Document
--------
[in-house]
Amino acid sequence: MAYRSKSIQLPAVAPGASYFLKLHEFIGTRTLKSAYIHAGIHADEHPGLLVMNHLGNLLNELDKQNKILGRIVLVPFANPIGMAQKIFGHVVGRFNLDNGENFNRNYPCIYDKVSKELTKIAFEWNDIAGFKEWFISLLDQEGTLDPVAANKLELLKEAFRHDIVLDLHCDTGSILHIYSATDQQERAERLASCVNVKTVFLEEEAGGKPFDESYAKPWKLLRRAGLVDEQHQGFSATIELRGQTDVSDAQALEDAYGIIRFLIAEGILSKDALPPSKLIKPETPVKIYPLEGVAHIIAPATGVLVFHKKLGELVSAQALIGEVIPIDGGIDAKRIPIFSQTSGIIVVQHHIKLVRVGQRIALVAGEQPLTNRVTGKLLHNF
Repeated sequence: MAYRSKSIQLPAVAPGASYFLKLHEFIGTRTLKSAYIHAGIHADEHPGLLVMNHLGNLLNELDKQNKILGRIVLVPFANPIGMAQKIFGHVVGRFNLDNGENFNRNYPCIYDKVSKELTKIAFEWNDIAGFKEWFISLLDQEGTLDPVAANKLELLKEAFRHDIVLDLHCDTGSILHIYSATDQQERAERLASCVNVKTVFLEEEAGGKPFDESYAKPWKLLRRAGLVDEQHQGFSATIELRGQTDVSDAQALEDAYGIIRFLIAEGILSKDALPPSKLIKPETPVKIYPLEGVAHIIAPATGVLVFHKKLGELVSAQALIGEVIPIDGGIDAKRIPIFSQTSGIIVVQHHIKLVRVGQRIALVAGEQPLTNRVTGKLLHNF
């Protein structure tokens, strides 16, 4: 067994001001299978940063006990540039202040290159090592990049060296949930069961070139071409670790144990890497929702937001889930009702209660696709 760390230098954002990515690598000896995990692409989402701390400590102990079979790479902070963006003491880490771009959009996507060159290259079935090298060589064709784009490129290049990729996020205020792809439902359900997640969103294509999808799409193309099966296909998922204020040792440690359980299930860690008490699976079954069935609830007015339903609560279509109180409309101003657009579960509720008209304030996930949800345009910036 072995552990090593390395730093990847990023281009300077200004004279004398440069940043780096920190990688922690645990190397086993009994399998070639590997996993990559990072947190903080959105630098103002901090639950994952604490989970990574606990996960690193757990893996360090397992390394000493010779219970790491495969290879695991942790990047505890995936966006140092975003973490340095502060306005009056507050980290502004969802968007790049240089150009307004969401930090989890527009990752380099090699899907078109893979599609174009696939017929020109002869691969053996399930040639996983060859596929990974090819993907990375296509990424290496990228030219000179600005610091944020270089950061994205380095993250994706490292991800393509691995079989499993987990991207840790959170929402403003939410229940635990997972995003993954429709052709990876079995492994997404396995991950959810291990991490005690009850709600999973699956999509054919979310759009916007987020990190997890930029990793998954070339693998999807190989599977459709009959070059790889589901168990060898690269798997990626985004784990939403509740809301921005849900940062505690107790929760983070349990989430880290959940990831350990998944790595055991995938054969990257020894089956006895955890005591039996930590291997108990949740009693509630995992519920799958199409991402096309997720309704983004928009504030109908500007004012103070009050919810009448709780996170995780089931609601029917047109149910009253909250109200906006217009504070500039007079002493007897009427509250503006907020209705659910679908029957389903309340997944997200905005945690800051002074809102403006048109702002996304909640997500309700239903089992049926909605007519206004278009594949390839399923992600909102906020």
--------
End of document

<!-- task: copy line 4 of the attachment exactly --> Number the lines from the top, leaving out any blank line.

């Protein structure tokens, strides 16, 4: 067994001001299978940063006990540039202040290159090592990049060296949930069961070139071409670790144990890497929702937001889930009702209660696709 760390230098954002990515690598000896995990692409989402701390400590102990079979790479902070963006003491880490771009959009996507060159290259079935090298060589064709784009490129290049990729996020205020792809439902359900997640969103294509999808799409193309099966296909998922204020040792440690359980299930860690008490699976079954069935609830007015339903609560279509109180409309101003657009579960509720008209304030996930949800345009910036 072995552990090593390395730093990847990023281009300077200004004279004398440069940043780096920190990688922690645990190397086993009994399998070639590997996993990559990072947190903080959105630098103002901090639950994952604490989970990574606990996960690193757990893996360090397992390394000493010779219970790491495969290879695991942790990047505890995936966006140092975003973490340095502060306005009056507050980290502004969802968007790049240089150009307004969401930090989890527009990752380099090699899907078109893979599609174009696939017929020109002869691969053996399930040639996983060859596929990974090819993907990375296509990424290496990228030219000179600005610091944020270089950061994205380095993250994706490292991800393509691995079989499993987990991207840790959170929402403003939410229940635990997972995003993954429709052709990876079995492994997404396995991950959810291990991490005690009850709600999973699956999509054919979310759009916007987020990190997890930029990793998954070339693998999807190989599977459709009959070059790889589901168990060898690269798997990626985004784990939403509740809301921005849900940062505690107790929760983070349990989430880290959940990831350990998944790595055991995938054969990257020894089956006895955890005591039996930590291997108990949740009693509630995992519920799958199409991402096309997720309704983004928009504030109908500007004012103070009050919810009448709780996170995780089931609601029917047109149910009253909250109200906006217009504070500039007079002493007897009427509250503006907020209705659910679908029957389903309340997944997200905005945690800051002074809102403006048109702002996304909640997500309700239903089992049926909605007519206004278009594949390839399923992600909102906020």